A new temnospondyl specimen from the Rio do Rasto Formation (late Permian, Paraná Basin) of south Brazil is composed of a left mandible, right pelvis, femur, tibia, and fibula. Preserved lower jaws are rare for Australerpeton cosgriffi, and the weak ossification of the temnospondyl postcranium renders their preservation generally uncommon. A detailed comparative description of the material allowed its assignment to Australerpeton cosgriffi, and yielded new information about the morphology of mandible, pelvis, and hind limb of that taxon. This long-snouted temnospondyl has uncertain affinities and has been assigned either to stereospondyl Rhinesuchidae or to archegosaurid Platyoposaurinae. Reassessment of the phylogenetic placement of Australerpeton cosgriffi, with information drawn from the new specimen, confirms a basal stereospondyl position, between Peltobatrachus pustulatus and Rhinesuchidae. The synapomorphies shared with other stereospondyls include tabular and exoccipital contacting in the paroccipital process; parasphenoid articulates with corpus of the pterygoid forming a broad contact along the lateral margins of the parasphenoid plate; internal carotid passes through the dorsal surface of the parasphenoid plate; and parasphenoid denticles field enlarged to a transverse ‘belt’ extending between the pterygoidparasphenoid articulations. Accordingly, Australerpeton cosgriffi represents one of the first stereospondyls, and the oldest long-snouted member of the group. The Paraná Basin can be included within the stereospondyl ancestral range, and dispersion and diversification of this clade appears to have happened before the Permo—Triassic boundary.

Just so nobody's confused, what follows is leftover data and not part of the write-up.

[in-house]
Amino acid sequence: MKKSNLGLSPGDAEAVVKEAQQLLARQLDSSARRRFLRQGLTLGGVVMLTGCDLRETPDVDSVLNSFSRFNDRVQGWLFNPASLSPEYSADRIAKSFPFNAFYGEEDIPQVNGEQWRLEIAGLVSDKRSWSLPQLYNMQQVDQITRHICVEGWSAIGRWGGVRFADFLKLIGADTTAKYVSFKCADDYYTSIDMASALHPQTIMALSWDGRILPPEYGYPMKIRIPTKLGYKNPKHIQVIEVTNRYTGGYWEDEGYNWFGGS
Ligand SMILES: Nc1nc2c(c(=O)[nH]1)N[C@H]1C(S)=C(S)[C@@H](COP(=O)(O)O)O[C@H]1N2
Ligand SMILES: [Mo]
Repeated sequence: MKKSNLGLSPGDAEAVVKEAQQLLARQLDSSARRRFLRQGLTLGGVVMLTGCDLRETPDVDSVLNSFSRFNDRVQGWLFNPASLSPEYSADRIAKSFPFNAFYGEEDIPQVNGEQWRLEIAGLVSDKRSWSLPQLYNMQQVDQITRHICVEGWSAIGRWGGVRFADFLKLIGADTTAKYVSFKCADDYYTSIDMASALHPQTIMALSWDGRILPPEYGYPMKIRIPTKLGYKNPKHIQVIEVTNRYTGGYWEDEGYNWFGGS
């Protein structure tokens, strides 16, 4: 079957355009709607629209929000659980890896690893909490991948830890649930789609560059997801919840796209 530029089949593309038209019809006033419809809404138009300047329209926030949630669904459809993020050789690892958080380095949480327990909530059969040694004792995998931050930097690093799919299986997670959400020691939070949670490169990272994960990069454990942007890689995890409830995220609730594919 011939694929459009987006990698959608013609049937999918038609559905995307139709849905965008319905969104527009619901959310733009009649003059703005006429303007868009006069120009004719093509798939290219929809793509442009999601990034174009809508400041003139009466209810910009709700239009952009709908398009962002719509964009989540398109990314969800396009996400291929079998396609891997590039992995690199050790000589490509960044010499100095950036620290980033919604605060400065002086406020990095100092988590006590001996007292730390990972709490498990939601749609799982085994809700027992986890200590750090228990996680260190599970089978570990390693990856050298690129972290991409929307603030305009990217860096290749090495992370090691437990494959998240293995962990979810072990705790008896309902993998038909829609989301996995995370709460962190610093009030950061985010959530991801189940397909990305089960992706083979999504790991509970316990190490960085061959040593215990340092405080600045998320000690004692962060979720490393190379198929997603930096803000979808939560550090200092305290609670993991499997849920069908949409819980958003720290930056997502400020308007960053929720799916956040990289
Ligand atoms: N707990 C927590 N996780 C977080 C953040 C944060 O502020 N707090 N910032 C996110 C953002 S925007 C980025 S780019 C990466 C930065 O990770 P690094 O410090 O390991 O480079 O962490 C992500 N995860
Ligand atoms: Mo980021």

You have requested a machine translation of selected content from our databases. This functionality is provided solely for your convenience and is in no way intended to replace human translation. Neither BioOne nor the owners and publishers of the content make, and they explicitly disclaim, any express or implied representations or warranties of any kind, including, without limitation, representations and warranties as to the functionality of the translation feature or the accuracy or completeness of the translations.
Translations are not retained in our system. Your use of this feature and the translations is subject to all use restrictions contained in the Terms and Conditions of Use of the BioOne website.
Vol. 34 • No. 3